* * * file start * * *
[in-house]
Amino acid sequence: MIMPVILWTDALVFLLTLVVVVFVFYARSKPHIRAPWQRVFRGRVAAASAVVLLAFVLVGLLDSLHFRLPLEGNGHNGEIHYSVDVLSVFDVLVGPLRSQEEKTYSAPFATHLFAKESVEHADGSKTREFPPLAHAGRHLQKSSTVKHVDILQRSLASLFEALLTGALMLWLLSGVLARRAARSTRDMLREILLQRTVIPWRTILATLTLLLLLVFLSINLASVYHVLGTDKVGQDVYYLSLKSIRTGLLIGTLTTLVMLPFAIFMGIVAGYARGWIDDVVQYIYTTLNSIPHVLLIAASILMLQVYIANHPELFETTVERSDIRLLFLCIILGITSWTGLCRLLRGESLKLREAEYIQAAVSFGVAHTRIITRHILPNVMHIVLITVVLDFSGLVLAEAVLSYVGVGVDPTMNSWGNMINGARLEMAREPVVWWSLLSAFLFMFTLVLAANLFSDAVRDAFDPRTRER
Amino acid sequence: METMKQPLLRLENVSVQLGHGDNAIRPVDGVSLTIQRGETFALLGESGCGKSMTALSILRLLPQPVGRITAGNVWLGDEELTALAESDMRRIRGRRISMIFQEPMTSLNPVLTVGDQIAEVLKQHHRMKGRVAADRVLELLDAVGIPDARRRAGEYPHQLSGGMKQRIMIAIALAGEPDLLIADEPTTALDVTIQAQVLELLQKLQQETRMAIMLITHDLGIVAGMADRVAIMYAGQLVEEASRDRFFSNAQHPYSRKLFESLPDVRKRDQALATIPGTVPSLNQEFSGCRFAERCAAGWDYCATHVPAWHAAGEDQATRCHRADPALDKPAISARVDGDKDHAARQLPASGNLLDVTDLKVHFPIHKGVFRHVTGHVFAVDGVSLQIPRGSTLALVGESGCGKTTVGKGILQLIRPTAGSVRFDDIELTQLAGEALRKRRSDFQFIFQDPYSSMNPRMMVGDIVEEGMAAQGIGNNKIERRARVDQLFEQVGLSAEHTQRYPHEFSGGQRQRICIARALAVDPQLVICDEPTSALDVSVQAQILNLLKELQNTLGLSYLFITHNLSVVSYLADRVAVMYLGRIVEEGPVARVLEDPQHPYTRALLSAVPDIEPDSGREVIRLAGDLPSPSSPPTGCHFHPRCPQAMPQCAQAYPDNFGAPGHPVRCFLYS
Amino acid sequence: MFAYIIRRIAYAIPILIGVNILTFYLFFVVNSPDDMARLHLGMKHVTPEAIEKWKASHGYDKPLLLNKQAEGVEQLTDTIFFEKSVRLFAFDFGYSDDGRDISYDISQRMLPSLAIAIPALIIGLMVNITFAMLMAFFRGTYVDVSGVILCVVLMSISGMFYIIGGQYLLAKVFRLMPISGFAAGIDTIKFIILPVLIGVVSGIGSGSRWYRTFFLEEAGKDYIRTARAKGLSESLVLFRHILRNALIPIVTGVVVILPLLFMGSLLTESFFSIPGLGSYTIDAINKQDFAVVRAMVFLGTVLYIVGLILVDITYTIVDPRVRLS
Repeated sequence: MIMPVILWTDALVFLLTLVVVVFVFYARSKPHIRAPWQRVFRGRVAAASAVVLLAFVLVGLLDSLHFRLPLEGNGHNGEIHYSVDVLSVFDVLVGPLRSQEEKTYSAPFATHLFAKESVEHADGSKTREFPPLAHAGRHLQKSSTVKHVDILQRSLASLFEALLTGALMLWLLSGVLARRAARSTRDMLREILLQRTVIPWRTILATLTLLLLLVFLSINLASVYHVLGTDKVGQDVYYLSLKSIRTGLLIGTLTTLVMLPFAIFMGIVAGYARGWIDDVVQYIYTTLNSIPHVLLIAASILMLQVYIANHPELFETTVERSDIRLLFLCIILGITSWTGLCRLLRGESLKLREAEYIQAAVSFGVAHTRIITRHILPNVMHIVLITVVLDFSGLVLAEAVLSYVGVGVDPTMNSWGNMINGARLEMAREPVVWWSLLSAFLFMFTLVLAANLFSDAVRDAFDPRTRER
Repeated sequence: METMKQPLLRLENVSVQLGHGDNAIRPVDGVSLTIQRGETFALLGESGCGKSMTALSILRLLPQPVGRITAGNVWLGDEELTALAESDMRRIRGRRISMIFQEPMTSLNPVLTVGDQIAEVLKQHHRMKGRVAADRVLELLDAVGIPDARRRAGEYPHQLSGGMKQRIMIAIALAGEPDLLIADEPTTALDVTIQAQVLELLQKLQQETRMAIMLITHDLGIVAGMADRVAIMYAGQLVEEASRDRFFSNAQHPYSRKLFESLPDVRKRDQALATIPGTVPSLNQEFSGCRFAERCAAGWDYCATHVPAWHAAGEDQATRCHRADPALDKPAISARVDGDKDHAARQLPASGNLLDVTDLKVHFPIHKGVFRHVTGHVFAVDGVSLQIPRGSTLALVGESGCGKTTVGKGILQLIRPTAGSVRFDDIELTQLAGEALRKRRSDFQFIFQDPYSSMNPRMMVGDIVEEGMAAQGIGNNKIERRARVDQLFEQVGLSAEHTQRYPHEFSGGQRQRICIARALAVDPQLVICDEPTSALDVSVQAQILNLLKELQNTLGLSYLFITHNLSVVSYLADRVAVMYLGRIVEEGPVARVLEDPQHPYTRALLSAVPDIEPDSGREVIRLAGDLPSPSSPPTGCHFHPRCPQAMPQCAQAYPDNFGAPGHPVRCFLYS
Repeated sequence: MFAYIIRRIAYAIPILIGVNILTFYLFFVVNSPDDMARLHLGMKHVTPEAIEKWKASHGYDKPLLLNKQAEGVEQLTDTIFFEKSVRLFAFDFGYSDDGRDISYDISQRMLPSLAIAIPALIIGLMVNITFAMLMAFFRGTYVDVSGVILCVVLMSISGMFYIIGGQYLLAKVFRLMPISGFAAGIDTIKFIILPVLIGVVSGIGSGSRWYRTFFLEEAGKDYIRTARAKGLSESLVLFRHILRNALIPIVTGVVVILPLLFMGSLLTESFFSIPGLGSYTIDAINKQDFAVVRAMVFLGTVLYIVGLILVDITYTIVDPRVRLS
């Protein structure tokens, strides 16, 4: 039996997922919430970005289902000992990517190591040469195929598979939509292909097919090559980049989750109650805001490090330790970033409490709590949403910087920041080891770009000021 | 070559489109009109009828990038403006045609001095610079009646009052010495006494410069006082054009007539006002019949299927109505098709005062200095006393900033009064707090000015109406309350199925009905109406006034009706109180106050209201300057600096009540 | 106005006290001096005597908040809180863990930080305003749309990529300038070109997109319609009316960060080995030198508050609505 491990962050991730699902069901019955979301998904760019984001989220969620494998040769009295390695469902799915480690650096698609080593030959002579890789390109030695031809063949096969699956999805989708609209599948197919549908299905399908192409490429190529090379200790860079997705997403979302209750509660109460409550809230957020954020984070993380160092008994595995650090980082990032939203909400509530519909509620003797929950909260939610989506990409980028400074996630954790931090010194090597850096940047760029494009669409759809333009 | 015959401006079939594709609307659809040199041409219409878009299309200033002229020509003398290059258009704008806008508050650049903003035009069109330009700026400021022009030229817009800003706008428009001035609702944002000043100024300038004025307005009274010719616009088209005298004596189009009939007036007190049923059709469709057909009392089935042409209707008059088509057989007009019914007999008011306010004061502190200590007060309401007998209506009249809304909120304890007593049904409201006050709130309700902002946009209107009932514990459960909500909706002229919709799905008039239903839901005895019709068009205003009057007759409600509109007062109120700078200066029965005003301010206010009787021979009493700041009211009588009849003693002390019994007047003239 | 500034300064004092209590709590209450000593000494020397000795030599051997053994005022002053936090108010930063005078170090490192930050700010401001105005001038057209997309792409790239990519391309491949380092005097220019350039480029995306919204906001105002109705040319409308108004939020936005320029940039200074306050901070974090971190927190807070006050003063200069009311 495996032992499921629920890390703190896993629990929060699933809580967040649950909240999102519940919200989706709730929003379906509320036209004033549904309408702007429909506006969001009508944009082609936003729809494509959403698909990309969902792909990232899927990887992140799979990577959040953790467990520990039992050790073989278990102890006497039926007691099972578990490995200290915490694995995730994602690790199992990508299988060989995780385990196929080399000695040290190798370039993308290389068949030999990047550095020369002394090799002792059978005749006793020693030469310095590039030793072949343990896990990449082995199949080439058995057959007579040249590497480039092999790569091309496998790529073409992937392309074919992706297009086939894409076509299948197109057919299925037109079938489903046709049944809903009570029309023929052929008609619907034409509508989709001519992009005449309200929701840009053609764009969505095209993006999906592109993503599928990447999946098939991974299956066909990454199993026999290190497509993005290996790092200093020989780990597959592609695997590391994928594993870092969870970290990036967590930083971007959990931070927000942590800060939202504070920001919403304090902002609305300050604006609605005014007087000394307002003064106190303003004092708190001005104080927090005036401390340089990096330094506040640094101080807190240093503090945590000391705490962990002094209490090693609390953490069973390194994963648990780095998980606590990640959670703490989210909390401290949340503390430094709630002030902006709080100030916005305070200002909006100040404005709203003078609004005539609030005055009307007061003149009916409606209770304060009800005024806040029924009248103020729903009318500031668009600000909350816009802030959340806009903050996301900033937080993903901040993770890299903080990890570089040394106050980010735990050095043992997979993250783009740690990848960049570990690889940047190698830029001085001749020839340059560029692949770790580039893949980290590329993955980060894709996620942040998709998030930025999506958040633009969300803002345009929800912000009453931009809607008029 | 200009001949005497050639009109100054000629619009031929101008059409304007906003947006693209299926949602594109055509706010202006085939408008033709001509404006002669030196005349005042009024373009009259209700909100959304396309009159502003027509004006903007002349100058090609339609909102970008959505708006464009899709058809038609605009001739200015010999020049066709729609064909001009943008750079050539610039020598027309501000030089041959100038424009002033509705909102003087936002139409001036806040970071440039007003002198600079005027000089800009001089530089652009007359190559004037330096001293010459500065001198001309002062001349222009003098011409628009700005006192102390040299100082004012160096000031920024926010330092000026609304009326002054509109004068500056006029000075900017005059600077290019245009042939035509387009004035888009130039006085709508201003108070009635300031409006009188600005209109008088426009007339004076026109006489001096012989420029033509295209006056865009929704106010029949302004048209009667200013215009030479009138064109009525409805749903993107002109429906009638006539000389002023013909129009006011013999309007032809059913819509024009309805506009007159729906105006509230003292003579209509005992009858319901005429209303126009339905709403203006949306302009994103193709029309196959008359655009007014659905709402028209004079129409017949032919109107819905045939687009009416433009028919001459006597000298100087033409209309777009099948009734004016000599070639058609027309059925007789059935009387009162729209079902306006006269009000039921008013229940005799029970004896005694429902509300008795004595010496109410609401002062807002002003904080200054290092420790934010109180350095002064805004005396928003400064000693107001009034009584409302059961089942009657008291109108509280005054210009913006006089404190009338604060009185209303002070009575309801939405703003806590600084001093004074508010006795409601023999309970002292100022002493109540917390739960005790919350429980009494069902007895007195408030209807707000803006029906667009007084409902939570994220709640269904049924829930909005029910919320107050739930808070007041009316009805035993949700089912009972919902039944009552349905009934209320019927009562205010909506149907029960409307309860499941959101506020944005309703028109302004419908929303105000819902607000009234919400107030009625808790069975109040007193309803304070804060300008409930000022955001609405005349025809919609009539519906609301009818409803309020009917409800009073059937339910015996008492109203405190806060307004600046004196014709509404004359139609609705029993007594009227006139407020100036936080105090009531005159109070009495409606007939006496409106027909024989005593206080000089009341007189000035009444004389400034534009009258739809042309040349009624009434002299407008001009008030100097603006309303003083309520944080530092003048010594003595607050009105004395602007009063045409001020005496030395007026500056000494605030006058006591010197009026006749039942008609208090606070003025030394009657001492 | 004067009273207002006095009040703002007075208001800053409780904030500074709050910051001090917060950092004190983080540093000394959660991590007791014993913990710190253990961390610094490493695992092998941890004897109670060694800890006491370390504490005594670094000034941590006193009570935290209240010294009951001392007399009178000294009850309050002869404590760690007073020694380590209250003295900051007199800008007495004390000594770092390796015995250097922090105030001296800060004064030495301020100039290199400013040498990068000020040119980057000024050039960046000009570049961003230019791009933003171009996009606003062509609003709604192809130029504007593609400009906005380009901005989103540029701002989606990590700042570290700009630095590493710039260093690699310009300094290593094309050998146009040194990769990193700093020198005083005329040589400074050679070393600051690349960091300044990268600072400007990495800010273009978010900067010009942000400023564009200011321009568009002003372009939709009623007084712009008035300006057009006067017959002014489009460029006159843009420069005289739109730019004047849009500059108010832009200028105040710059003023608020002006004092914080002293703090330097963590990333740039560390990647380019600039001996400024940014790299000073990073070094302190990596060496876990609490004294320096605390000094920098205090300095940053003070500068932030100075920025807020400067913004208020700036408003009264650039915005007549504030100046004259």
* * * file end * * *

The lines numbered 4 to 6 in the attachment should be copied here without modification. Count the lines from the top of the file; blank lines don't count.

Amino acid sequence: MFAYIIRRIAYAIPILIGVNILTFYLFFVVNSPDDMARLHLGMKHVTPEAIEKWKASHGYDKPLLLNKQAEGVEQLTDTIFFEKSVRLFAFDFGYSDDGRDISYDISQRMLPSLAIAIPALIIGLMVNITFAMLMAFFRGTYVDVSGVILCVVLMSISGMFYIIGGQYLLAKVFRLMPISGFAAGIDTIKFIILPVLIGVVSGIGSGSRWYRTFFLEEAGKDYIRTARAKGLSESLVLFRHILRNALIPIVTGVVVILPLLFMGSLLTESFFSIPGLGSYTIDAINKQDFAVVRAMVFLGTVLYIVGLILVDITYTIVDPRVRLS
Repeated sequence: MIMPVILWTDALVFLLTLVVVVFVFYARSKPHIRAPWQRVFRGRVAAASAVVLLAFVLVGLLDSLHFRLPLEGNGHNGEIHYSVDVLSVFDVLVGPLRSQEEKTYSAPFATHLFAKESVEHADGSKTREFPPLAHAGRHLQKSSTVKHVDILQRSLASLFEALLTGALMLWLLSGVLARRAARSTRDMLREILLQRTVIPWRTILATLTLLLLLVFLSINLASVYHVLGTDKVGQDVYYLSLKSIRTGLLIGTLTTLVMLPFAIFMGIVAGYARGWIDDVVQYIYTTLNSIPHVLLIAASILMLQVYIANHPELFETTVERSDIRLLFLCIILGITSWTGLCRLLRGESLKLREAEYIQAAVSFGVAHTRIITRHILPNVMHIVLITVVLDFSGLVLAEAVLSYVGVGVDPTMNSWGNMINGARLEMAREPVVWWSLLSAFLFMFTLVLAANLFSDAVRDAFDPRTRER
Repeated sequence: METMKQPLLRLENVSVQLGHGDNAIRPVDGVSLTIQRGETFALLGESGCGKSMTALSILRLLPQPVGRITAGNVWLGDEELTALAESDMRRIRGRRISMIFQEPMTSLNPVLTVGDQIAEVLKQHHRMKGRVAADRVLELLDAVGIPDARRRAGEYPHQLSGGMKQRIMIAIALAGEPDLLIADEPTTALDVTIQAQVLELLQKLQQETRMAIMLITHDLGIVAGMADRVAIMYAGQLVEEASRDRFFSNAQHPYSRKLFESLPDVRKRDQALATIPGTVPSLNQEFSGCRFAERCAAGWDYCATHVPAWHAAGEDQATRCHRADPALDKPAISARVDGDKDHAARQLPASGNLLDVTDLKVHFPIHKGVFRHVTGHVFAVDGVSLQIPRGSTLALVGESGCGKTTVGKGILQLIRPTAGSVRFDDIELTQLAGEALRKRRSDFQFIFQDPYSSMNPRMMVGDIVEEGMAAQGIGNNKIERRARVDQLFEQVGLSAEHTQRYPHEFSGGQRQRICIARALAVDPQLVICDEPTSALDVSVQAQILNLLKELQNTLGLSYLFITHNLSVVSYLADRVAVMYLGRIVEEGPVARVLEDPQHPYTRALLSAVPDIEPDSGREVIRLAGDLPSPSSPPTGCHFHPRCPQAMPQCAQAYPDNFGAPGHPVRCFLYS